So I’m paging through my August 2010 Fair Lady – it’s already time for September, but since I haven’t seen it and I have about 4 mags on my desk, I thought I’d best get through it, and the article about ‘sexaholic’ on page 64 glares out at me.
Hmmmm … According to SA Law, sex addiction doesn’t exist. I personally have felt that it’s been just so easy to blame all the ‘sexcapades’ that famous people have been caught getting up to on an ‘addiction’, but let me say I’m not saying that it doesn’t exist, it’s just suddenly in the limelight and almost feels as though they’re saying, ooops, got caught – need something or someone to blame so there, I’m an addict.
Some part of me does question whether it is an addiction or simply that they believe they are entitled to behave this way, that they are so above the rest of humanities morals, yet when caught with their hand in the cookie jar, they profess to having an addiction.
Is it not possibly just a case of being bored? Or feeling they achieved all they can in their chosen field, so they need some new excitement. Makes me think of the cleptomaniacs, often being rich ladies caught stealing cheap make-up, simply because they know they can afford one in each colour, but the thrill of getting away with stealing it drives them?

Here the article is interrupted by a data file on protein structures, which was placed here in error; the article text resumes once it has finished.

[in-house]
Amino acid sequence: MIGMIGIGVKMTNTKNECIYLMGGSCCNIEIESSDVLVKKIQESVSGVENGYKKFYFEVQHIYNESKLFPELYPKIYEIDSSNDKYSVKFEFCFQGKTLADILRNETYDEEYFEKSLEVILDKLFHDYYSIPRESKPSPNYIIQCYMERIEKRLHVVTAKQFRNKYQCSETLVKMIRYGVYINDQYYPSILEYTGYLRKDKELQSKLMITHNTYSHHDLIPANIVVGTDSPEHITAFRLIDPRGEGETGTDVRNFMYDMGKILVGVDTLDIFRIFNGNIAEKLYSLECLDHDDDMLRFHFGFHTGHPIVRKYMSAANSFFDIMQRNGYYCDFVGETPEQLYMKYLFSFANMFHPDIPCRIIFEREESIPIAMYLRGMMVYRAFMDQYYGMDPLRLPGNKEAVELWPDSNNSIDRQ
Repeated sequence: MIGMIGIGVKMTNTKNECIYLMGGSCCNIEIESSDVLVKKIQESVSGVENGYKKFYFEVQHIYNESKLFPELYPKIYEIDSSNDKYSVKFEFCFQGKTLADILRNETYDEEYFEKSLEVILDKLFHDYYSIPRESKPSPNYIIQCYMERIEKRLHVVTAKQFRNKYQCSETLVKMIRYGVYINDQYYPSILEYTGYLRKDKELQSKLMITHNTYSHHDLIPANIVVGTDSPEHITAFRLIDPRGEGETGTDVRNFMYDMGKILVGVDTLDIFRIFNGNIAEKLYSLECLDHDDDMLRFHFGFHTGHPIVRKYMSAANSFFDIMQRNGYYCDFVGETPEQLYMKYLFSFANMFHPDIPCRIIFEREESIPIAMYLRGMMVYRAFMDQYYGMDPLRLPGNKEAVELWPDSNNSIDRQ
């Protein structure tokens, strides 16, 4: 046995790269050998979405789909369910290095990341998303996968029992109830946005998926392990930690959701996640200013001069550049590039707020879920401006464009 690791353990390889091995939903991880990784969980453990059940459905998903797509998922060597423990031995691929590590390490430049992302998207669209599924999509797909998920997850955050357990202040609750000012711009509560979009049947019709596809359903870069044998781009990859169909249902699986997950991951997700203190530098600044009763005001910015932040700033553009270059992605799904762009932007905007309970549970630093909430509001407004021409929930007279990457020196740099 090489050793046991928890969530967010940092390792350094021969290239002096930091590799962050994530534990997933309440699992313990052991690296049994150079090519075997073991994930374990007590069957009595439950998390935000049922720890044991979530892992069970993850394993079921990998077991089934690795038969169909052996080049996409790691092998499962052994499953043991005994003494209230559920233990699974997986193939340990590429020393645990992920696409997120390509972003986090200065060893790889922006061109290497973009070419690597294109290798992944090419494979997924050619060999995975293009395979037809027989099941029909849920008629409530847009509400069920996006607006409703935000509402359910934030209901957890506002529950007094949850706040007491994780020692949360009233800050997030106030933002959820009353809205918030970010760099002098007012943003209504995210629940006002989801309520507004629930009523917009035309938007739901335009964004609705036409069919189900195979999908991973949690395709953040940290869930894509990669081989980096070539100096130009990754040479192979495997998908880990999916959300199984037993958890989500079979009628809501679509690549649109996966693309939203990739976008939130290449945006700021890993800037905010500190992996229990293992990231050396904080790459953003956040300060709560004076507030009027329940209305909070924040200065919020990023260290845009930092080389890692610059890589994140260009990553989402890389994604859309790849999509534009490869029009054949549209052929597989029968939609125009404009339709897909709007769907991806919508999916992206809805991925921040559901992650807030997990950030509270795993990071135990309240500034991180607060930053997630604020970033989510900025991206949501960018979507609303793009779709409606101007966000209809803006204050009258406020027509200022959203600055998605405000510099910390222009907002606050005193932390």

I’m a little puzzled by all this … but I’m human, I don’t have the answers, yet can’t help wondering at what point the psychologists are going to say ‘enough’ excuses. Maybe a few more Dr. Phils are needed on the planet and more people need to be reminded to grow up and take responsibility for their actions, instead of looking for the easy way out. Before you attempt to fit down my throat though, it’s my opinion and I AM NOT SAYING IT DOES NOT EXIST, IT JUST SEEMS TO BE THE COP OUT EXCUSE OF CHOICE AT THIS TIME.
The article is really interesting and worth the time to read, and of course, there are lots of avenues to venture down in this discussion, and questions and comments that do leave you wondering … a big one for me ‘Oppositon also comes from citizens who believe that including sex addiction under law could let rapists off easy, or influence a divorce settlement when one partner has been unfaithful. But the law should not excuse rapists because they’re addicted to sex, just as an alcholic is not excused from killing someone while driving drunk, says Whitfield. I do worry about this because in our country, you’ll get a stiffer sentence for committing a white collar crime than rape. I don’t understand how it works, or how it’s justified, but this is what we’ve seen on many occassions here.
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